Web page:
This writing is intended to address the relationship between the members of the Office of Public Safety and Emergency Management and our students within the context of ongoing national occurrences that are negatively impacting the policing profession.
Even as recent incidents have involved municipal agencies, as campus police, we fully realize that this does not separate or differentiate us from the shroud of deep distrust associated with those across the nation who wear the uniform and who are entrusted to serve and protect without regard to race, ethnicity, gender, age, religion, disability or sexual orientation. Every action or inaction by the police is a direct reflection of police officers everywhere. This is precisely why we deliberately choose to get out in front of these issues versus getting dragged down with them — because we genuinely believe in the greater good of our profession, and we genuinely purpose to build a reservoir of trust between our office and our students that we can draw on during these tumultuous times.
Since the time that I was invited to participate in the Ithaca College Ferguson panel discussion in December 2014, I have come together with our students on several occasions, in various venues, with the sole objective of seeking to understand versus seeking to be understood. Largely, I have listened while exercising great care to avoid the instinct to come to the defense of incredibly good police officers everywhere, which comes from years of serving in a career and profession that I love and believe in. Over the years I have experienced the good, the bad and the ugly of my profession, both directly and indirectly, and I know that change is needed and that change begins with me.
Following President Barack Obama’s Task Force on 21st Century Policing, police agencies everywhere held listening sessions, urgently engaging law enforcement professionals, youth and community and faith leaders on how to build collaborative, trusting relationships between the police and the communities they serve.
I find this both necessary and perplexing all at once since the key to building these relationships rests with community-oriented policing, which has existed for centuries; it is deeply ingrained in campus police professionals and highly effective on college campuses, which are their own unique communities within a community.
Nearly two years ago, I worked with our Office of Human Resources and other stakeholders to lead our team in revisiting and redefining our mission, vision and guiding principles, which are deliberately anchored in the tenets of community-oriented policing. Many have heard me say time and again that we are accountable, and we have a strong vision for meeting the unique needs of our community. The stakes are high because these are unique times, and we hold unique power and authority, yet we remain answerable.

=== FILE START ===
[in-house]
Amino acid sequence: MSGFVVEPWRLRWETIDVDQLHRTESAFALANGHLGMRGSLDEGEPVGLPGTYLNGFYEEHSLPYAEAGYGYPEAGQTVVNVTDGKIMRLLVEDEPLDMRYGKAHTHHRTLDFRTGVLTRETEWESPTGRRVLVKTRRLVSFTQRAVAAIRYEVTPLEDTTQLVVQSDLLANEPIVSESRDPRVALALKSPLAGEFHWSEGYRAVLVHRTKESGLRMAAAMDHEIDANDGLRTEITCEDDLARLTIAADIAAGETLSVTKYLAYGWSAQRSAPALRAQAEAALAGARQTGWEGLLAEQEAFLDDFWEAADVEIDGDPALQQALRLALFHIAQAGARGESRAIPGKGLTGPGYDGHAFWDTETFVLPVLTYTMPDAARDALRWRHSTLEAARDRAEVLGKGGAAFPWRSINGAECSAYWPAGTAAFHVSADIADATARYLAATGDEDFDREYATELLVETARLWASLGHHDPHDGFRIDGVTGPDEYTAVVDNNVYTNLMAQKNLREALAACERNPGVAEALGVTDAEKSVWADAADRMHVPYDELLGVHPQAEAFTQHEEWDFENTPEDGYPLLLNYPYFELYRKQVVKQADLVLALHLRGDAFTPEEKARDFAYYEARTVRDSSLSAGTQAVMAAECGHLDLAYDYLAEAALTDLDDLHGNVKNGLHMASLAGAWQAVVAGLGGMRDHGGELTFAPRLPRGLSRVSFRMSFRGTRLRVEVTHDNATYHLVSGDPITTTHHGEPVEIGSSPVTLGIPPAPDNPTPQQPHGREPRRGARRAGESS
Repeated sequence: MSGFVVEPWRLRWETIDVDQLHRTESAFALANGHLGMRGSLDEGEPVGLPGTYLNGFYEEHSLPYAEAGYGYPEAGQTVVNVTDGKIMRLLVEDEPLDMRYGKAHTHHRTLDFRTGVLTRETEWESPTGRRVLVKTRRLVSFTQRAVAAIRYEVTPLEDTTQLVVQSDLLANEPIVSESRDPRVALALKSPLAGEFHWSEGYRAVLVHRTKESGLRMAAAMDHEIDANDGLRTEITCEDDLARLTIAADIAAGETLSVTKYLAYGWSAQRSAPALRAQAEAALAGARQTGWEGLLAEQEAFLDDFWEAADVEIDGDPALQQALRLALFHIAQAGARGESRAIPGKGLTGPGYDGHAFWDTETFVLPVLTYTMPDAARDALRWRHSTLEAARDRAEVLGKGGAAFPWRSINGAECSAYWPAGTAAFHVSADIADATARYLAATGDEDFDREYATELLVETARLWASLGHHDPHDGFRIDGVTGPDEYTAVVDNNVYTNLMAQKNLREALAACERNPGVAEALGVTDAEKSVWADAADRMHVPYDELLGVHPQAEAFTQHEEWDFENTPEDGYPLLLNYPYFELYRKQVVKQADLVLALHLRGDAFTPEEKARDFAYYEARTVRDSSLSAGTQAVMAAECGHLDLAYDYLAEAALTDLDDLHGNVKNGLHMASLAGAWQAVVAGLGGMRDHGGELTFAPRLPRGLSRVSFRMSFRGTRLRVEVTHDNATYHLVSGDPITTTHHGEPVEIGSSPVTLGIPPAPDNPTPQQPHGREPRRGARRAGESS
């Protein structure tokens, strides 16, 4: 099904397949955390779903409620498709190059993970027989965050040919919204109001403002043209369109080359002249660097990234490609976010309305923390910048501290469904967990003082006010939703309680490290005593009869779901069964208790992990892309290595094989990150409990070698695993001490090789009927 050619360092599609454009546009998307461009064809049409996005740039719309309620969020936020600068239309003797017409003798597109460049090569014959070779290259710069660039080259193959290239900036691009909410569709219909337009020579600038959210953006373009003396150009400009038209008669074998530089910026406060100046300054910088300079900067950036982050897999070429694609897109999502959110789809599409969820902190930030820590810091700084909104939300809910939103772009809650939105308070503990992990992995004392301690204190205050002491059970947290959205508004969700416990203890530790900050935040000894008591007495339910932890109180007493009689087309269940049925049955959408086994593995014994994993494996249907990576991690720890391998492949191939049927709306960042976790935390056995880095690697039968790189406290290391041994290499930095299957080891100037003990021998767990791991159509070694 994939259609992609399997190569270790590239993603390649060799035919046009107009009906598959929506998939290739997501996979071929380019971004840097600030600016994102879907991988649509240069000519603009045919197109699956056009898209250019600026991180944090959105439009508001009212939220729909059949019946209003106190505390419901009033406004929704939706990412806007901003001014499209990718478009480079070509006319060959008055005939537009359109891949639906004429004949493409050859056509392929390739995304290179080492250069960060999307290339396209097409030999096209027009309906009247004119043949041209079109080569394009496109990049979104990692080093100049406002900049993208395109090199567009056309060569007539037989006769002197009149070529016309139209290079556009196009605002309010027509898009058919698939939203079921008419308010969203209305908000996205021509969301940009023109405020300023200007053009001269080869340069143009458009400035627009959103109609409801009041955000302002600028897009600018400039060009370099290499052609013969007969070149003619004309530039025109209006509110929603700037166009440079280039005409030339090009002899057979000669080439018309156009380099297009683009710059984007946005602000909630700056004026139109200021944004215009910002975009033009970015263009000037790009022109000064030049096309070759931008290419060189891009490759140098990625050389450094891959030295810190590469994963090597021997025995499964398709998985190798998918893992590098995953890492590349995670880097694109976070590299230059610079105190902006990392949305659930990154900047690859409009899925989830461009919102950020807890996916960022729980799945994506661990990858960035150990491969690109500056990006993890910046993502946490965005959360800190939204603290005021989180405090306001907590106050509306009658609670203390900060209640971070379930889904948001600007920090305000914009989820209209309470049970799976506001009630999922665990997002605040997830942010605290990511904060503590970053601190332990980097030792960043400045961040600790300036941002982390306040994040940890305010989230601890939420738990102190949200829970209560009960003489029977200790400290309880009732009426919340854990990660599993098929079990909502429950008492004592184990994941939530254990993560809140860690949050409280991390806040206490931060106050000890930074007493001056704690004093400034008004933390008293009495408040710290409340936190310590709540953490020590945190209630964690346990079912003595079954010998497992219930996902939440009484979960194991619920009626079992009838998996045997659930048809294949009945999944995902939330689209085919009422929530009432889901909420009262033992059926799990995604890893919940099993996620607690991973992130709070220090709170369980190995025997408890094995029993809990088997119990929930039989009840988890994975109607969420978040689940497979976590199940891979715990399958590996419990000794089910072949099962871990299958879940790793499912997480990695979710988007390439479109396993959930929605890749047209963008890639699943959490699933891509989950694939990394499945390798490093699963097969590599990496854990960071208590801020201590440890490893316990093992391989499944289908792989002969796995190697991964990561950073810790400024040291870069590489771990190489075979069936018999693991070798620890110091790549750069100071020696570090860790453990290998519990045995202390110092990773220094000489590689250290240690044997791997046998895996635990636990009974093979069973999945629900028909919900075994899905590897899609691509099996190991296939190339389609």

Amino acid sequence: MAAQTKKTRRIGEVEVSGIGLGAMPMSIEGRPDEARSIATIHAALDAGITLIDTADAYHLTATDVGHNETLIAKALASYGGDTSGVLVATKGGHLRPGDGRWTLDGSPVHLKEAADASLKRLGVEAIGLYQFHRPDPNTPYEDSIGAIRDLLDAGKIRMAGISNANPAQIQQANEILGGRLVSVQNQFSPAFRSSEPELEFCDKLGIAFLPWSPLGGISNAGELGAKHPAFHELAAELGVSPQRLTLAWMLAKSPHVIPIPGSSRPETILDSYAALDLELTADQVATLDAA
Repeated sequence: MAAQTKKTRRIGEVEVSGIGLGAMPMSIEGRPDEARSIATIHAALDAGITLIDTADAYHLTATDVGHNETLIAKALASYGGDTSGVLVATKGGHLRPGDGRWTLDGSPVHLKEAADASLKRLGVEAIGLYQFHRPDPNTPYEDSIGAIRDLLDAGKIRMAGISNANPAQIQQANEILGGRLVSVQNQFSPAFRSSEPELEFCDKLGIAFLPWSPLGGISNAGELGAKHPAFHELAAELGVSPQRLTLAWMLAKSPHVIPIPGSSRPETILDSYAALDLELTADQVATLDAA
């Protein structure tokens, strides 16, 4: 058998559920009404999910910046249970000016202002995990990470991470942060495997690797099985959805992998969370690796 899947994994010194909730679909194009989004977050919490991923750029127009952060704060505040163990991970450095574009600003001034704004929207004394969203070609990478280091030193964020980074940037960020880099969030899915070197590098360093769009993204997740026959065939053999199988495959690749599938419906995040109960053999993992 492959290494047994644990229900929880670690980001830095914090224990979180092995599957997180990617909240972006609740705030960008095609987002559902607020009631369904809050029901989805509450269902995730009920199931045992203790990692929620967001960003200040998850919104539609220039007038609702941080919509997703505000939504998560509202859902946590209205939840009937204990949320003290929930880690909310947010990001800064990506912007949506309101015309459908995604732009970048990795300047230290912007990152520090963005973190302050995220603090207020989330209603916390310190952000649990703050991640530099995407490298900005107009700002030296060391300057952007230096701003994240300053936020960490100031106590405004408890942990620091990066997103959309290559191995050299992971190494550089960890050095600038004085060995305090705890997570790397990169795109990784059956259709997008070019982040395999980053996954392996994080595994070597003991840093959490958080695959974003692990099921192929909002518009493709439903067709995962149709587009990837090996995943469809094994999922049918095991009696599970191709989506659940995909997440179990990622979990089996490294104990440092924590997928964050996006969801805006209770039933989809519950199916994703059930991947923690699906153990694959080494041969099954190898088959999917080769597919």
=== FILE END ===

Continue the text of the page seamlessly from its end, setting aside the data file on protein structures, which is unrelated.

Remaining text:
As those entrusted with the tremendous responsibility of your safety and security, we are highly invested in building relationships grounded in trust and transparency, and we purpose to build positive and meaningful partnerships for problem-solving. To this end, and in collaboration with the students we serve, we will continue to build on initiatives such as Conversations with Public Safety and other forums that uniquely engage our community. What we heard from students during recent programming was a strong desire to get to know us as individuals, beyond the uniform. These open forums have provided educational opportunities that lend to a better understanding of who we are, what we do and how we do it, as well as a shared understanding and respect for one another’s experiences.
Currently we are working with offices and organizations across campus to build on your ideas about how best to continually engage our campus community. If you have ideas that you would like to share, please reach out to me directly as we begin to conceptualize our fall lineup of community-engagement initiatives. Please visit our website at ithaca.edu/safety for more information about our office, including our mission, vision and guiding principles. I am eager to hear your thoughts and concerns and equally eager for you to better come to know your campus police professionals — whom I am proud of and proud to call my team — in your service.
Terri Stewart is the director of the Office of Public Safety and Emergency Management. Email her at [email protected]